I have just finished the first book in Carolyn Neeper’s series The Archives of Varok, The View Beyond Earth, and am halfway through the second book, The Webs of Varok. I can’t wait to post my review on these two books, but in the meantime, here is my interview with the author.
What inspired you the most while writing this book?
The works of Herman Daly and others contributing to the steadystate (Full Earth economics) blog at http://steadystate.org. Their concise suggestions for saving resources and dealing with Earth’s dilemma made it possible to portray them in the model culture of Varok. Then there were the suggestions, the pointers, and the edits I received from my editor at Penscript. They were very instructive, and right on target as the story developed.
Which character in your book do you relate to the most? Why?
I relate to Tandra Grey, the microbiologist and animal/alien lover. She loves the variety of forms life takes and respects their thinking and their needs, while being a bit critical about the human being.
What is the most important thing that you hope readers take away from your book?
I hope the reader will come to understand that the no-growth economy is possible and not threatening, that it is based on localization with the global government reduced to bean-counting and arbitration, along with its comfortable, supportive aspects like sharing work hours to allow time for creative projects.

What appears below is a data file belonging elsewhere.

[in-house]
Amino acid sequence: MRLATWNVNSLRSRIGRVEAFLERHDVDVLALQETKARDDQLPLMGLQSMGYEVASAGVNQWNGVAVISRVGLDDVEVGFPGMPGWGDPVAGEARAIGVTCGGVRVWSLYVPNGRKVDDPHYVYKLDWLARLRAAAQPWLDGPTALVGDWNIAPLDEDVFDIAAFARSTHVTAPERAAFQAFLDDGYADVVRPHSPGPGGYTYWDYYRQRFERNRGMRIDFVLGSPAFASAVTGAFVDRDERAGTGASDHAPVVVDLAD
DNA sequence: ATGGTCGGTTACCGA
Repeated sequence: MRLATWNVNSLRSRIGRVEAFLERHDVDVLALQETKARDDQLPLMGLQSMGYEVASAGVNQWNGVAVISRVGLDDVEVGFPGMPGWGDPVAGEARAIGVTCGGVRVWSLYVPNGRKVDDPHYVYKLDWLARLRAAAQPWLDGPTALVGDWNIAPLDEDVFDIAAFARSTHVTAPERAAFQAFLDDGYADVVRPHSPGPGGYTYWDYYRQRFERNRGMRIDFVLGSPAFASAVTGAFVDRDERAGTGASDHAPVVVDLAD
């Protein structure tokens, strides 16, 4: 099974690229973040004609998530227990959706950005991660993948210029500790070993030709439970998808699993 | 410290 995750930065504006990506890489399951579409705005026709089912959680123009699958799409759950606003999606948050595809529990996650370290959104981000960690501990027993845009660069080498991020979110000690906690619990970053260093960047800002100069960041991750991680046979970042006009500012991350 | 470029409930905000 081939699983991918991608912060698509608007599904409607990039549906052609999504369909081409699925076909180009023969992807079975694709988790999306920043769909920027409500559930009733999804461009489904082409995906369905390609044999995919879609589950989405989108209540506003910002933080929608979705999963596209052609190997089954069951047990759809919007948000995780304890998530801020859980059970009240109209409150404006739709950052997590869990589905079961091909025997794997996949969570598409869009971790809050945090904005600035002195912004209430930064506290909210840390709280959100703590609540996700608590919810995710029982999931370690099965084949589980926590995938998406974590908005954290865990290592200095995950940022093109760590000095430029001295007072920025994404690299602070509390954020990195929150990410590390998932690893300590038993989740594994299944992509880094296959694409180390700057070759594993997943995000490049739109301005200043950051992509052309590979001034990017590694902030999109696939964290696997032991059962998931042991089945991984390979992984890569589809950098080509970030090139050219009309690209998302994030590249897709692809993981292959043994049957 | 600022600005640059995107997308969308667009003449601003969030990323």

Which other authors have inspired or influenced you the most?
I love good English, a meaningful and beautiful use of words found in books like The Hobbit and Life of Pi. I am also a fan of Alice In Wonderland with its goofy use of words and playful interactions between animals and humans.
Can you share a little bit about your writing process?
All the books in The Archives of Varok were originally written by hand, with ball pen and paper, early in the morning. They were then edited with red pen and carefully typed. When Charles Scribner’s Sons published the first book (A Place Beyond Man, now updated as The View Beyond Earth) I had to re-type any page that had more than two errors. Submission was by boxed paper ms via snailmail. Every ten years I would re-read the sequels, fall in love with the characters again, edit, and re-type them–at last! into the computer. When my editor at Penscript offered to publish them, I couldn’t resist. After I re-wrote the mss, including her suggestions, she and I had a lot of fun reading them out loud and doing a bit of word-smithing while proofreading.
Tell us about your next book.
The fourth book in The Archives of Varok will be called Shawne:An Alien’s Quest. We might add Hope and Reconciliation to the title, for the book is the story of the baby in book one, now a young adult mourning for Earth and her personal losses. She goes on a search for Meaning, finds hope in human potential, and finds unexpected answers.
What is the best piece of writing advice that you have ever received?
Read. Read everything you can find that’s related to your story’s theme and setting. Write. Read some more. Let some time pass, then read what you have written, editing and adding thoughts for development as you read.